To date, information about electronic book (ebook) usage has been
sought explicitly through interviews, questionnaires, think-aloud
sessions and measurements of task success. Logs, commonly used
in tracking user behaviour on the web, present a new possibility:
gathering data about users implicitly. Users can be "tracked"
behaving naturally and without interruption, giving rise to new
and valuable forms of feedback; such data could be used in a variety
of ways, including informing good design and developing personalisation
services. This project will explore the potential of this non-invasive
technique for observing user behaviour with ebooks, assessing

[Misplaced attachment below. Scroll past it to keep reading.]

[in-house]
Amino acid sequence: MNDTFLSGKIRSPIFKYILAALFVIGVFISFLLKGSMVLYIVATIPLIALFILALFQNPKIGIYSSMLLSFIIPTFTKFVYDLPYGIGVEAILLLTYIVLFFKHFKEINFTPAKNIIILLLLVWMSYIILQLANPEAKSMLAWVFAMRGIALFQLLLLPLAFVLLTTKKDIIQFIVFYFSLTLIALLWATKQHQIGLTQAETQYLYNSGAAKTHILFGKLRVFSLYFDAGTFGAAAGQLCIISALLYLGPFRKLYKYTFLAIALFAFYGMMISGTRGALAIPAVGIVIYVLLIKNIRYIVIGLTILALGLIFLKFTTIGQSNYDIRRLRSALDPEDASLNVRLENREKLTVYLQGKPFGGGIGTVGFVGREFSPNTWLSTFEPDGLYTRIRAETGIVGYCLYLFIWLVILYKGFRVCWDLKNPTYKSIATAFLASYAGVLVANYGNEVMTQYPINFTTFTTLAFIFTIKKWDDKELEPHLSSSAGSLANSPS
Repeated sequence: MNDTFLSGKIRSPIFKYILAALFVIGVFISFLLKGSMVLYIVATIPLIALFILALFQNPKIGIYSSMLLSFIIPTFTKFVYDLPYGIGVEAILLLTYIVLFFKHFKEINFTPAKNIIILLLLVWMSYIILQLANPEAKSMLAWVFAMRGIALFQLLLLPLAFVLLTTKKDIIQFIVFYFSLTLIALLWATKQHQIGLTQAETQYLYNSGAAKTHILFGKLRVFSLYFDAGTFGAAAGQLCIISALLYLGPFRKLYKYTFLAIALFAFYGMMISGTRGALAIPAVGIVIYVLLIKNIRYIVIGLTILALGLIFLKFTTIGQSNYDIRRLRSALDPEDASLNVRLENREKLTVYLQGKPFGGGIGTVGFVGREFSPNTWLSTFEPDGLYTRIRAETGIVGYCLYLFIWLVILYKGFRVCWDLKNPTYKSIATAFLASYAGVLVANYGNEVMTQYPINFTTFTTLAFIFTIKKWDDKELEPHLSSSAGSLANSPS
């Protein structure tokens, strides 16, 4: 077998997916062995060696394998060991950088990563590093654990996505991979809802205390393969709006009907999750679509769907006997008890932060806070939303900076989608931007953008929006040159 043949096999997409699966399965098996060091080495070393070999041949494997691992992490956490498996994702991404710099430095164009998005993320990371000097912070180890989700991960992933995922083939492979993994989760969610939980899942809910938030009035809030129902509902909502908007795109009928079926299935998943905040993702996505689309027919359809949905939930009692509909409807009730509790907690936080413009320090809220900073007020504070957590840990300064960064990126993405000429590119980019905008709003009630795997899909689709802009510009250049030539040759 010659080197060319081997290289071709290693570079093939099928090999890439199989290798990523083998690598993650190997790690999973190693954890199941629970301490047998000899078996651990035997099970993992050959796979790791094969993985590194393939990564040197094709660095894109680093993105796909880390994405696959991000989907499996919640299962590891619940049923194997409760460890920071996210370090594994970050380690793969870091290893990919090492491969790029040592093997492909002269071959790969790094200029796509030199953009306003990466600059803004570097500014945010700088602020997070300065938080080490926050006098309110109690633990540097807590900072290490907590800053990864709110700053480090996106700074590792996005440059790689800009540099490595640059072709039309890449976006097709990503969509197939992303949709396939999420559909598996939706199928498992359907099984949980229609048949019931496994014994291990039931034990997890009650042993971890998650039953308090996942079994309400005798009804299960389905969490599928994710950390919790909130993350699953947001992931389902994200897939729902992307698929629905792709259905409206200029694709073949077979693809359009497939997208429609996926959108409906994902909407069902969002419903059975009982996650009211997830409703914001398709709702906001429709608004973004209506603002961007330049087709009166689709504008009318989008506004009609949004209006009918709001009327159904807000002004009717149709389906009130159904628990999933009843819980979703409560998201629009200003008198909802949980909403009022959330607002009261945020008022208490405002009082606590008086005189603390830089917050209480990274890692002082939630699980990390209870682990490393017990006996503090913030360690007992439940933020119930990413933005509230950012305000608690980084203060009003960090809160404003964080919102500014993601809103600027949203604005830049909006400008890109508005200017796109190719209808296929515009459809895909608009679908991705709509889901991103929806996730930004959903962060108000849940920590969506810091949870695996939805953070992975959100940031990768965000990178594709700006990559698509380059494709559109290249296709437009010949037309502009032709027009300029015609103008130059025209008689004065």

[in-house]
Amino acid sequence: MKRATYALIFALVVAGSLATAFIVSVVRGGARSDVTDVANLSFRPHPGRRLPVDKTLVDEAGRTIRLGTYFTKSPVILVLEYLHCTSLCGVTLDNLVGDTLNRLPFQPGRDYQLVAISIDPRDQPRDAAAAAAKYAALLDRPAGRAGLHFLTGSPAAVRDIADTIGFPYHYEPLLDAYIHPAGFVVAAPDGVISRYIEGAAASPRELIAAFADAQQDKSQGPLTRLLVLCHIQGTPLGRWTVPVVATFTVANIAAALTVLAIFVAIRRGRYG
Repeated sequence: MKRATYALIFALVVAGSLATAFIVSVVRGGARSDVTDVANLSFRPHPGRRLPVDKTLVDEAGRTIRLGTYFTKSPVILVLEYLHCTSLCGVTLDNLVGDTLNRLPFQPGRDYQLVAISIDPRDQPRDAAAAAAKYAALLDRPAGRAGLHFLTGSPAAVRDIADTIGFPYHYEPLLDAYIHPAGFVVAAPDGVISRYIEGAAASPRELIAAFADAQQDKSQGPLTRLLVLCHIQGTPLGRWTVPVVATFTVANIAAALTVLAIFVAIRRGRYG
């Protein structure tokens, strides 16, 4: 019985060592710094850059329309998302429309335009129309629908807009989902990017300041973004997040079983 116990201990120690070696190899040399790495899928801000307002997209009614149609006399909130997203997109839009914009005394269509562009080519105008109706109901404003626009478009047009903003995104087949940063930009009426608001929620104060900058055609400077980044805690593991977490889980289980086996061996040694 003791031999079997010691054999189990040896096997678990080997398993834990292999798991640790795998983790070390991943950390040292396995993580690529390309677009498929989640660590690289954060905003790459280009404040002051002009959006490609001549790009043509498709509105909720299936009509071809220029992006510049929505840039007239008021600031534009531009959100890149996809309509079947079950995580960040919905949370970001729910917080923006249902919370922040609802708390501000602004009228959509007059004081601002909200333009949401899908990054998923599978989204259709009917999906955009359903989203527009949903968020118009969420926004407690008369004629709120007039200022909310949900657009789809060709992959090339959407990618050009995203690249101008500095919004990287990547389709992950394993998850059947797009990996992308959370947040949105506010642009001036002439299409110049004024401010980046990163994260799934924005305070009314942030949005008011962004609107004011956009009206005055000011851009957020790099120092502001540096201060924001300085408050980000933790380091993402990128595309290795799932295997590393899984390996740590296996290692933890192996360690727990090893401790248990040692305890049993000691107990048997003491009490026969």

its effectiveness as an evaluation method.
The project aims to:
what sort of information can be gathered from logging and tracking
software about ebook use, and the value of this information.
the costs and benefits of using logs as an ebook evaluation
its objectives are to:
logging and tracking software and its current applications.
logging software to implicitly study user interactions with
a free web book.
and combine the results with data from other evaluation methods,
expanding the EBONI Project's ebook evaluation methodology.
the costs involved in using logs as an evaluation tool.
this information to the appropriate communities.
Department of Computer & Information Sciences University of Strathclyde Livingstone Tower 26 Richmond Street
Glasgow, G1 1XH